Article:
PAGES

359-369

References to SciGraph publications

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  • 1992-03. Prediction of Diltiazem Plasma Concentration Curves From Limited Measurements Using Compliance Data in CLINICAL PHARMACOKINETICS
  • 2001-02. Clinical Pharmacokinetics of Capecitabine in CLINICAL PHARMACOKINETICS
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  • 1996-06-01. Do we need full compliance data for population pharmacokinetic analysis? in JOURNAL OF PHARMACOKINETICS AND PHARMACODYNAMICS
  • 1997-05. The Electronic Medication Event Monitor in CLINICAL PHARMACOKINETICS
  • 2007-09-25. Clinical evaluation of IDAS II, a new electronic device enabling drug adherence monitoring in EUROPEAN JOURNAL OF CLINICAL PHARMACOLOGY
  • 2004-11. Population one‐compartment pharmacokinetic analysis with missing dosage data in CLINICAL PHARMACOLOGY & THERAPEUTICS
  • 2006-10-12. A Pharmacokinetic Formalism Explicitly Integrating the Patient Drug Compliance in JOURNAL OF PHARMACOKINETICS AND PHARMACODYNAMICS
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    http://scigraph.springernature.com/pub.10.2165/00003088-200948060-00002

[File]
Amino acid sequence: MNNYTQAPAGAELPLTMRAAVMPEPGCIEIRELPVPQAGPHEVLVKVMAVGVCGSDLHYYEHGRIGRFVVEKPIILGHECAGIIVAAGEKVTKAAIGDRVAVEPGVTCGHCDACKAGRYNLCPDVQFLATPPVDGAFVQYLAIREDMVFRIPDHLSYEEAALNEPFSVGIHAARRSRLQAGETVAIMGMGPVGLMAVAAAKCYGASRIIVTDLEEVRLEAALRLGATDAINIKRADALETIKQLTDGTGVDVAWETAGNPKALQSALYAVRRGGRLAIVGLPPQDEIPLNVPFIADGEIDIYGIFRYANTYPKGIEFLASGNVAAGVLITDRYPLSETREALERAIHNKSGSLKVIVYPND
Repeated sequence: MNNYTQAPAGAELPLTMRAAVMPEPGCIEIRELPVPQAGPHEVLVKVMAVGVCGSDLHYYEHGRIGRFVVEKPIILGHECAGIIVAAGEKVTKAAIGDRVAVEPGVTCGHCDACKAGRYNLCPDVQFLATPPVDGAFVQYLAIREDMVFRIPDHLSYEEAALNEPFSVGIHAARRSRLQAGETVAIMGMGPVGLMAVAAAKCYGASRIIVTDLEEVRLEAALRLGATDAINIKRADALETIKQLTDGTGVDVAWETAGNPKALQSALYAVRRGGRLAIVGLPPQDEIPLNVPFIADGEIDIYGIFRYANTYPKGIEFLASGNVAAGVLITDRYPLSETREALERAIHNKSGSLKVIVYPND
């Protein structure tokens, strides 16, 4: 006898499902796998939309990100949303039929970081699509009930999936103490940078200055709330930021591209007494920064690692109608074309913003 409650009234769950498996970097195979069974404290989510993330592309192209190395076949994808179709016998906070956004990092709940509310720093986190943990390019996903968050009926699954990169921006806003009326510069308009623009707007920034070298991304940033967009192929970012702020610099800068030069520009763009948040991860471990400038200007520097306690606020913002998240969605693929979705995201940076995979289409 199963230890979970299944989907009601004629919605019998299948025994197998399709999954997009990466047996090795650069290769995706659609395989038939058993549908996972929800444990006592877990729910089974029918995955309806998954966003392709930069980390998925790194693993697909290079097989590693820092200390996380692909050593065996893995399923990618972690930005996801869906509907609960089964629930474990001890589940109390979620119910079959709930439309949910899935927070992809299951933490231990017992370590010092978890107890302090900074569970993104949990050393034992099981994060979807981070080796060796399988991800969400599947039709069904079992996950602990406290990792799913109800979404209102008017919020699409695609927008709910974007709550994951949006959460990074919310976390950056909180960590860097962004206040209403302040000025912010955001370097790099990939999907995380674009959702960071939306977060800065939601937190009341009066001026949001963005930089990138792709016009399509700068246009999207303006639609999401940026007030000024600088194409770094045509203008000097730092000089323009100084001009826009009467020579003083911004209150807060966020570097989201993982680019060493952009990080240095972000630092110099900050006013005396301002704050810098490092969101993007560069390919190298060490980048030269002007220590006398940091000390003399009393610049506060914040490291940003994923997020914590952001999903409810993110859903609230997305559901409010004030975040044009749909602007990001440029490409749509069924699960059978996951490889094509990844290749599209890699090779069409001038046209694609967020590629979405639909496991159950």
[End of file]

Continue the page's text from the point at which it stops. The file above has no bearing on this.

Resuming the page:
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    28 schema:description Background and objectivesMore and more anticancer chemotherapies are now available as oral formulations. This relatively new route of administration in oncology leads to problems with patient education and non-compliance. The aim of this study was to explore the performances of the ‘inverse problem’, namely, estimation of compliance from pharmacokinetics. For this purpose, we developed and evaluated a method to estimate patient compliance with an oral chemotherapy in silico (i) from an a priori population pharmacokinetic model; (ii) with limited optimal pharmacokinetic information collected on day 1; and (iii) from a single pharmacokinetic sample collected after multiple doses.MethodsPopulation pharmacokinetic models, including estimation of all fixed and random effects estimated on a prior dataset, and sparse samples taken after the first dose, were combined to provide the individual POSTHOC Bayesian pharmacokinetic parameter estimates. Sampling times on day 1 were chosen according to a D-optimal design. Individual pharmacokinetic profiles were simulated according to various dose-taking scenarios.To characterize compliance over the n previous dosing times (supposedly known without error), 2n different compliance scenarios of doses taken/not taken were considered. The observed concentration value was compared with concentrations predicted from the model and each compliance scenario. To discriminate between different compliance profiles, we used the Euclidean distance between the observed pharmacokinetic values and the predicted values simulated without residual errors.This approach was evaluated in silico and applied to imatinib and capecitabine, the pharmacokinetics of which are described in the literature, and which have quite different pharmacokinetic characteristics (imatinib has an elimination half-life of 17 hours, and α-fluoro-β-alanine [FBAL], the metabolite of capecitabine, has an elimination half-life of 3 hours). 1000 parameter sets were drawn according to population distributions, and concentration values were simulated at several timepoints under various compliance patterns to compare with the predicted ones. In addition, several simulation scenarios were run in order to explore the impact of the quality of the error model, interoccasion variability (IOV), error in the number of pills taken, and the performance of the compliance estimation method.ResultsThe best compliance estimate was obtained with pharmacokinetic samples taken 5 hours after the last dose. Performance of the method varied between simulation scenarios. In both the imatinib and capecitabine basic simulations, patient compliance was correctly estimated on the two last scheduled doses (with better results for imatinib). The magnitude of the error model also had a great impact on the quality of the compliance estimate.ConclusionsWe highlight the effect of three parameters on the quality of compliance estimates based on limited pharmacokinetic information: the plasma elimination half-life, interdose interval and magnitude of the error model. Nevertheless, the pharmacokinetic method is not informative enough and should be used with electronic monitoring, which provides additional information on compliance. Our method will be used in a future phase IV clinical trial where the relationships between compliance, efficacy and tolerability will be assessed.